We would not expect to see the immediate entrance of non-delinquent receivables (debts either commercial or consumer) onto the UK debt sale markets at present due to the fact that many UK companies are still worried about their reputations being damaged if they sell on receivables at such an early stage. There is also the fact that we do not have efficient commercial receivables sales markets in place at the present time, thus meaning that sellers are unlikely to be offered efficient (generally higher) prices for their receivables.

The recent formation of the Debt Buyers and Sellers Group (DBSG) under the umbrella of the CSA organisation may help increase the listings of non-delinquent receivables, as their governance over this sector is geared to regulating debt sales and purchases within the framework of the CSA. This should therefore relieve worries about reputations being damaged and increase commercial awareness and therefore participation in debt sales (commercial and consumer, delinquent and non-delinquent).

If the DBSG can increase the commercial awareness of potential debt sellers and attract them to the market, it is likely that a greater number of buyers will also participate in the debt sale market. Due to the increased levels of finance available for debt purchase, the buyers entering this market are increasingly likely to be debt collection agencies (DCAs), particularly DCAs that specialise in collections for certain industries as they will have more specialist knowledge to accurately price the purchase of debts based on their experience in that area of collections.

This increased level of market participation will widen the spread of credit risk across the debt collection industry, thus increasing the efficiency of the debt sale market. It is this efficiency that should then stimulate further delinquent debt sales (particularly commercial ones) and further open up the sale of non-delinquent debt. It was similar market stimulation that acted as the catalyst for the growth of the credit derivatives market, shaping it to the way we know it today.

However, from our standpoint at The Credit Agency, not only do we predict that the commercial debt sale and purchase market will grow due to the primary sellers of debts being risk-averse, but we also predict that t third party debt sales will increase.

A further debt sale market - Insolvencies

A particular example of where the debt sale and purchase market is likely to open up to commercial debts is in the area of insolvencies. We believe that this will happen as part of the second stage of the growth of the debt sale market due to the fact that although Insolvency Practitioners get involved in the collection of debts, they are generally not specialists in this area of credit management. Their key function is to ensure that secured creditors are paid the monies owed to them and then to ensure that the remaining creditors receive a fair distribution of any monies remaining from the insolvency.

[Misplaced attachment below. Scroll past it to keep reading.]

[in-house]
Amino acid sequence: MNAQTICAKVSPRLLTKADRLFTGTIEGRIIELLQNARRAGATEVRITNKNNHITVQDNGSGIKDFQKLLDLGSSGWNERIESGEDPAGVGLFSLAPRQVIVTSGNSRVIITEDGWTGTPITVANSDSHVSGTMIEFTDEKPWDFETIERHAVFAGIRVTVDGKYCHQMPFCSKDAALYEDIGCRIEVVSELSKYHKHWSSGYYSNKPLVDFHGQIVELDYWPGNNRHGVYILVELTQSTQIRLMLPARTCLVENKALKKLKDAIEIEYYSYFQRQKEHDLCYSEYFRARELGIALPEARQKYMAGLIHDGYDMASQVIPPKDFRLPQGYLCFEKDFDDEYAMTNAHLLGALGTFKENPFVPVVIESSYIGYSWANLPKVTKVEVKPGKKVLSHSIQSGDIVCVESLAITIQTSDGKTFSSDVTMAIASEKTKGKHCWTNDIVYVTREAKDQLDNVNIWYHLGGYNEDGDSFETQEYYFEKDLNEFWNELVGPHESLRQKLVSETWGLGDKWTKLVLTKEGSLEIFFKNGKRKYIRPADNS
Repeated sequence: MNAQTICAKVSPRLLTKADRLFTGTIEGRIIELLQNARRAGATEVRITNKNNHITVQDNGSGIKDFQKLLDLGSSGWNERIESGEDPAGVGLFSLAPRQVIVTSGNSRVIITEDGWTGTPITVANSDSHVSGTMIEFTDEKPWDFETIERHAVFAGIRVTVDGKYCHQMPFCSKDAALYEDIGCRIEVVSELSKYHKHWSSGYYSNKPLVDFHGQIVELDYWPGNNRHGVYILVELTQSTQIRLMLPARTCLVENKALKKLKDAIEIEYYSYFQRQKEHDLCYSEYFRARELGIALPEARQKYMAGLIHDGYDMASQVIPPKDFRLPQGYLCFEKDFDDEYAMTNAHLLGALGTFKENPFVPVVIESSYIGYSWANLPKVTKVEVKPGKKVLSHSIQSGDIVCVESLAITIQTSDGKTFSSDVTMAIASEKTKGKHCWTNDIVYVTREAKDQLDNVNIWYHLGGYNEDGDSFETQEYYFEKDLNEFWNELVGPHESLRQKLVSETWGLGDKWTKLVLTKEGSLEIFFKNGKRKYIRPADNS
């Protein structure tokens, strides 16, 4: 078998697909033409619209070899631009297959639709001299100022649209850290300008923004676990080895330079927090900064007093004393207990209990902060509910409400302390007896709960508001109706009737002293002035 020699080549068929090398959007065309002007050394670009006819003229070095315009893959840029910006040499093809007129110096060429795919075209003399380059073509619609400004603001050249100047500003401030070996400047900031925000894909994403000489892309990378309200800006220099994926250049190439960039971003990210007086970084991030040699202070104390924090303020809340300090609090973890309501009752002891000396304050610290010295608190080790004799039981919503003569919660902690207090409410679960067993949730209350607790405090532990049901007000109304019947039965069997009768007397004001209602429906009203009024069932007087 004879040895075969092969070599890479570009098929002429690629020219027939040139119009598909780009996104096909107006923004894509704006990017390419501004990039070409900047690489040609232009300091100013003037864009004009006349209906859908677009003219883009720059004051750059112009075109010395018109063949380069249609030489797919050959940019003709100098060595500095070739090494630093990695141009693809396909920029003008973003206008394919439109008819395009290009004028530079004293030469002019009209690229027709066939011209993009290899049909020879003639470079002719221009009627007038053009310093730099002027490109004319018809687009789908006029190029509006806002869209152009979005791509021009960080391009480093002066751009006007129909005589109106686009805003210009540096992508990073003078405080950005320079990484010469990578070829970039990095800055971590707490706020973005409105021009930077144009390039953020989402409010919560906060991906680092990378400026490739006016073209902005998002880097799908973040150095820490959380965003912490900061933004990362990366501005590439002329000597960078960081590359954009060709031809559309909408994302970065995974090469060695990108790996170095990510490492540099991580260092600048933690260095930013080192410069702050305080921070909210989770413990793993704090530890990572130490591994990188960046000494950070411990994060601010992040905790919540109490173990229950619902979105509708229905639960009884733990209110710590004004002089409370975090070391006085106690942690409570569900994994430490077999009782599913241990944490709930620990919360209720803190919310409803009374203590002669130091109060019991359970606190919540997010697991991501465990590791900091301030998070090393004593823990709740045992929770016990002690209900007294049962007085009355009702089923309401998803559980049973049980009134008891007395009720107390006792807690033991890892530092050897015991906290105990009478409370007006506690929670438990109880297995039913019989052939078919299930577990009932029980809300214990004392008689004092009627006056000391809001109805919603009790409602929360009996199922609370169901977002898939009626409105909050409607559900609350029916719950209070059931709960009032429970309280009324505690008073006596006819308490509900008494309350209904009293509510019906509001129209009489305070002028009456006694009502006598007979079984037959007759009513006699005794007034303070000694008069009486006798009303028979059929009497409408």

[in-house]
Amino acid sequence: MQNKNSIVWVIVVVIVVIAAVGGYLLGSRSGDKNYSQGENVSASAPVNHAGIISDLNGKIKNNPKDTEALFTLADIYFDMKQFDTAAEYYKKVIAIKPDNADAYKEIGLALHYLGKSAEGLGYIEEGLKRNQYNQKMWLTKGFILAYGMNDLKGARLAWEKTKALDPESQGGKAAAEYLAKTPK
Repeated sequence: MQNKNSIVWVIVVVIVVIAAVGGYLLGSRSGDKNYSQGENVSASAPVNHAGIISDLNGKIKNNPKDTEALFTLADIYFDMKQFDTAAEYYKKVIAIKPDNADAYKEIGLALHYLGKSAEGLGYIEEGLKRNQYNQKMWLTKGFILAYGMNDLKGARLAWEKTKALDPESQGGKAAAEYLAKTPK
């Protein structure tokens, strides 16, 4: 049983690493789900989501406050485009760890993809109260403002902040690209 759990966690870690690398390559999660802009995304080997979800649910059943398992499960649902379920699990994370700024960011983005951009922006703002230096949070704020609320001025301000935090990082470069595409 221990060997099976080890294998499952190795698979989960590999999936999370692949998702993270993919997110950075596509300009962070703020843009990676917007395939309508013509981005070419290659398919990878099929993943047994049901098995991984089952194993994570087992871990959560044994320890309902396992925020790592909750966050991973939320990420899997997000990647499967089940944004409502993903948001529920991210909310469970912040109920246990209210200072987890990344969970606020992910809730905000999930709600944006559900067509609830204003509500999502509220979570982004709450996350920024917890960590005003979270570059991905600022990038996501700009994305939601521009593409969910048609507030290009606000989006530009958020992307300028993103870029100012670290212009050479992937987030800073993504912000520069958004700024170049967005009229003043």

Assuming that the quality of the sales ledger of the insolvent company is good - i.e. the risk of default is low, the sales ledger can be accurately verified, and the debt sale market is liquid - the sale of insolvency sales ledgers is an ideal alternative to contingency collections for an insolvency practitioner.

The reasons we suggest this are:

1) Insolvency practitioners can increasingly focus on their core competencies.

2) Unsecured Creditors can be dealt with instantaneously as opposed to drip-feeding through funds.

3) Unsecured Creditors receive greater returns as collections costs are removed (thus reducing insolvency practitioner fees) and there is no lead-time for collection of monies to be borne, thus removing a further cost of credit.

4) Insolvency Practitioners will receive a fee for the sales ledger that is likely to be higher than the level of returns, if collections were carried out in house. The safer the debt, the easier collections will be, therefore competition for the purchase of the debt will be greater and the lower the profit margins debt purchasers are willing to make.

The benefits of points 3 and 4 are summarized by the equation below:

P SL > V SL – F – C

P = Price

SL = Sales Ledger

V = Value (after completed collections)

F = Fees incurred as a result of collections activities

C = Costs of credit incurred (lead times, loss of interest etc.)

Debt Sale / Debt Purchase Market Conclusion

The debt sale and purchase market is likely to continue to grow as greater market potential is unlocked through the creation of greater efficiencies in the market. This second growth phase will initially be stimulated through current market participants diversifying into other high volume, low value delinquent receivables.

This growth will continue to be fuelled through the sale of insolvency ledgers (where loss of reputation is not an immediate issue). We also anticipate that many Insolvency Practitioners will adopt the sale of receivables ledgers as a primary feature of their corporate governance so as to appear increasingly ethical (by generating greater returns for unsecured creditors) and by allowing them to intensify their focus on their core competencies.

Once these market conditions prevail, and the Institute's DSBG has established a clear set of guidelines for the sale and purchase of debt, an increasing level of non-delinquent receivables will appear on the debt markets. These debts will be bought and sold in niche market segments by various sizes of specialist collection agencies and debt purchasing agencies.